It’s a measure of the development and maturity of a political party that a surprise victory can produce in one both a grudging respect and a sneaky wish that they’d been dudded. If David Feeney had lost in Batman last time around, about 70% of the ALP would have staged a street party, even if — or especially if — that one seat had cost them government. Thus it was that in speaking to a couple of Greens about the recent magnificent win in Prahran, I got the response “Yeah, yeah, fuck yeah, Prahran, shut up”.

They were joking, but the victory in Prahran vindicated a strategy that had been hotly debated within the Greens before the election campaign got well underway. Those who spruiked the strategy did so with some strong maths on their side; those who opposed it suggested it was too clever by half. It’s a fact that 80% of Greens votes come from the ALP, and the argument was that the best bet was to run a big campaign in the contiguous seats of Melbourne, Brunswick and Richmond, where there were strong Greens bases, and keep wearing away at the ALP bloc vote. Taking the 80% ALP-to-Green cycle, the Prahran move was a leapfrog, demanding that the Greens take a tranche of Liberal votes, given that the ALP vote was lower in that area. Through a massive and focused effort, that was achieved.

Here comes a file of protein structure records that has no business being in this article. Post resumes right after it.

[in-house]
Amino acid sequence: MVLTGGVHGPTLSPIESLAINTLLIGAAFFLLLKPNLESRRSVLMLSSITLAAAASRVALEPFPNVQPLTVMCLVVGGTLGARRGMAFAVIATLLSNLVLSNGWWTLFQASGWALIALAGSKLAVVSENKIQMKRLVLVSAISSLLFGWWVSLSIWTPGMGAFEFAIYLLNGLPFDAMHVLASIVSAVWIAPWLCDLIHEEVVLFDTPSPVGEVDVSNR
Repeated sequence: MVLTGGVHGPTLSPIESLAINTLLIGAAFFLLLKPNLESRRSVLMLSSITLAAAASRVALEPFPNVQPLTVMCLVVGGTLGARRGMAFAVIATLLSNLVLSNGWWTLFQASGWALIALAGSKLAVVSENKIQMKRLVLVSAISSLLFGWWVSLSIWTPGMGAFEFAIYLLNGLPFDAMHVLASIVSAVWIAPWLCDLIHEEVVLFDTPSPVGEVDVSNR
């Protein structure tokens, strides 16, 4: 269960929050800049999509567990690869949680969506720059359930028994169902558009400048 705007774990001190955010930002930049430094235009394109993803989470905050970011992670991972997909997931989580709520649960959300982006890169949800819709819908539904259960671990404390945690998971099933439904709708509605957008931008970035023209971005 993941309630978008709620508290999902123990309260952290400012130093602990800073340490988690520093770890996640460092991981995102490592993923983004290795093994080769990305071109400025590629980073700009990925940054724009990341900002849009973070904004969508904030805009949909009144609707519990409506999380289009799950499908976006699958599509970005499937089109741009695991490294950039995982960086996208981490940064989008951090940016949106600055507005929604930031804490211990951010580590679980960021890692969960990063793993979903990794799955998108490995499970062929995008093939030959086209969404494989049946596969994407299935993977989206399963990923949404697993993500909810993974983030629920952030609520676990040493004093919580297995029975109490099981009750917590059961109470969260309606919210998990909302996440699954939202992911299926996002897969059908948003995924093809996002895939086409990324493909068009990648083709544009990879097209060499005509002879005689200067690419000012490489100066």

Personally, I was sceptical of the Prahran strategy. My belief was that Liberal votes were relatively rigid and that politics is cultural. The Greens are a moderate social democratic party with a social liberal dimension. There are a few Liberal voters in Prahran who really aren’t too far away from their policies, or those of the ALP, but would never for vote for the latter because unions, and — I thought– not cross to the Greens in sufficient numbers because the media constructed the Greens as a party apart, whose imminent demise is only averted by their national network, the global movement they’re part of, the unprecedented level of political organisation and tech expertise they can call on, and the millions of dollars in public funding they keep getting. But, as I said, I was wrong.

That does, however, strengthen my other argument that it is more useful for the Greens to see themselves as a party that represents a distinct class, the culture/knowledge/policy producer class, and less as a Left of the ALP towards which working and lower-middle-class people who have given up on the ALP will move. Nor are they a party that can, as some in it believe, appeal to a wide variety of classes on the basis of values and a correct message, making excess electoral energy based on rural areas largely wasted. Booth results will tell us more, but I’d presume that the new Prahran tranche of votes was solidly focused on the areas of Prahran where such new groups are gathered. But that class analysis doesn’t take away from the audacity and organisation that made the victory possible.

“With that continued asymmetry at the Left — a Greens party that is highly branded versus a Labor Party whose imperatives are now unclear — the Greens benefit, steadily eating into the soft complacency of Labor.”